JD: It’s very easy to say, “I don’t need to look at anything, ‘I am nothing.’”
Q: I did therapy where I ended up in very nice love space with an open heart. Then I met you and Advaita and discovered this “Oh, I’m nothing,” and again I don’t need to look to anything.
JD: But this is just a nice idea. It is one of the popular mistakes made by people during the last years in Satsang, about non duality. They say, “Oh, I’ve been to two meetings, now I understand: I’m not who I thought I was. I’m not somebody, I’m not a person, I’m nothing. So I don’t have to do anything because I’m nothing.” This can be a complete cop-out.
It’s not wrong when you say, “Okay, I’m nothing.” There’s nothing wrong in that, because that’s probably a better understanding than thinking you’re somebody. But it’s not the whole story.
The old structures are still working inside us even if we are going around saying, “Oh I’m nothing, I’m nothing.” When you start to see that they’re still working they need some investigation. You’ve come to this point now where you need to investigate.
It’s not wrong and one of the things that’s very good is that you have achieved an open heart. You’re an interesting character. I met you six years ago and you’ve always been interested in the gold medal. Is that right?
JD. You didn’t realise what it takes, how much training is needed. This next period, when you start to really allow the mud to bubble up, can be very difficult.
We get involved in a spiritual life, because we want to have drips of honey every day; we want to have a little bit of extra sweetness in our lives. Often we need to go through periods where there isn’t much honey. Because we have the idea that we should get honey every day, we wonder why we aren’t feeling good.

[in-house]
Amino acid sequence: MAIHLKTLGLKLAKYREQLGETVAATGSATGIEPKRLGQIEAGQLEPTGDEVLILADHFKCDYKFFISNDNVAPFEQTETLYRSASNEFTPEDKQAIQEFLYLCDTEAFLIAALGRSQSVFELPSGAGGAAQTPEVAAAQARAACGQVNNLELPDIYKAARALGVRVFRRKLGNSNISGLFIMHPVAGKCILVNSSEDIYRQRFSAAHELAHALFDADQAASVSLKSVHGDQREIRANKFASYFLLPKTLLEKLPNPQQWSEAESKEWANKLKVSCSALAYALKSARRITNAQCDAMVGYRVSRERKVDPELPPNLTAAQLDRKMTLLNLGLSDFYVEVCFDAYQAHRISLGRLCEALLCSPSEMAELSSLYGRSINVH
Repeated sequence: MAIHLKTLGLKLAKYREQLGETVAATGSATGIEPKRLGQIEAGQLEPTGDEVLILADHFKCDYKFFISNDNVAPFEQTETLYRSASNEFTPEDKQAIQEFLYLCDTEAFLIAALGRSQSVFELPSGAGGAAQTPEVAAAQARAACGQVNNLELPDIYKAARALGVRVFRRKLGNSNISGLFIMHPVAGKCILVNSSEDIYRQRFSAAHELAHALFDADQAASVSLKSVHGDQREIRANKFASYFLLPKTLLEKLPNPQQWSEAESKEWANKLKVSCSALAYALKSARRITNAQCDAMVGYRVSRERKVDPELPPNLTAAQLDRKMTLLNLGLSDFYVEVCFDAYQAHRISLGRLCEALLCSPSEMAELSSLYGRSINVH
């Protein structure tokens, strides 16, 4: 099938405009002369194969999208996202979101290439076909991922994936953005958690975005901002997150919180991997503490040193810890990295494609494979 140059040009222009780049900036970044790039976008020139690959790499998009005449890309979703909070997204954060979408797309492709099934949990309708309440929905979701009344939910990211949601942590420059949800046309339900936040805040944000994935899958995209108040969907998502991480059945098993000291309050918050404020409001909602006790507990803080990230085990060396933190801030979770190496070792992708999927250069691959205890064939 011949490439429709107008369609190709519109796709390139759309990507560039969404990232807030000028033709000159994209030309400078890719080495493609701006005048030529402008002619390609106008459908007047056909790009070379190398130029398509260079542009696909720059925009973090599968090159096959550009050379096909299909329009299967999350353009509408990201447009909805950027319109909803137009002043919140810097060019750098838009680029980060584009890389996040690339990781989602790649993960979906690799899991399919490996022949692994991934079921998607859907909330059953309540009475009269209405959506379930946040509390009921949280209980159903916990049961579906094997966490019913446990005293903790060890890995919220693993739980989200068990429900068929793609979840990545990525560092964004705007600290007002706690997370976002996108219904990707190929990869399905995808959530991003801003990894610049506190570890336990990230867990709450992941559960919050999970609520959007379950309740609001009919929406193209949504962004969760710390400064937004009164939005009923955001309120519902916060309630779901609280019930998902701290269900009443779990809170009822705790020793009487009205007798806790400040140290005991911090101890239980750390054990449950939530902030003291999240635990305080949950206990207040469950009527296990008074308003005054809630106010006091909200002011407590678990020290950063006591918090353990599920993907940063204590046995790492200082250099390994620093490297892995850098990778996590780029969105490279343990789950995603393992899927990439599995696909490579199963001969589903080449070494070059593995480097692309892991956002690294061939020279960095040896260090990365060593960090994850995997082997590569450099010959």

I think anyone who really gets to the honey pot has gone through some difficult times when there wasn’t much honey around. Times where you’re struggling to manage, struggling to get your head out of the mud, so to speak.
The way to get out of it is to come to the true Self. But in order to come to the true Self one has to be ready to struggle with the false self.
When you had a boyfriend, rather than look at what was going on with you, you always looked at what was going on with him. Now you’re going to need to start looking and seeing what’s going on inside you. For some people it gets so difficult that they almost can’t function in daily life.
So you’re going to need the help of somebody you trust to look at those particular things that happened when you were very small. One of the important things is to realise there’s no personal blaming in it. We didn’t personally have any choice when things happened to us as children. Usually it’s the parents, but it may be other relatives around us. We get born into a certain situation, we get conditioned in a certain way and if we’re lucky we get good treatment.
Whatever the treatment is it’s likely to leave very strong inner structures, and if we don’t look at those inner structures then we’re never going to be free of them.
And then there’s a fine line between being too involved in it and dismissing it as past, defending it so we don’t ever really look at it. A balance is needed. So sometimes I advise people to look at something and other times I might advise people not to look at something. It just depends on the balance within that person.
What we’ve discovered while you’ve been living in the community, and what you’re beginning to discover for yourself, is the existence of a defensive mechanism that has been preventing you from really looking. And judgments are part of it.
Q: Yes, it’s a really big discovery for me.
JD. You have an open heart and you have a genuine priority for the 24 karat gold.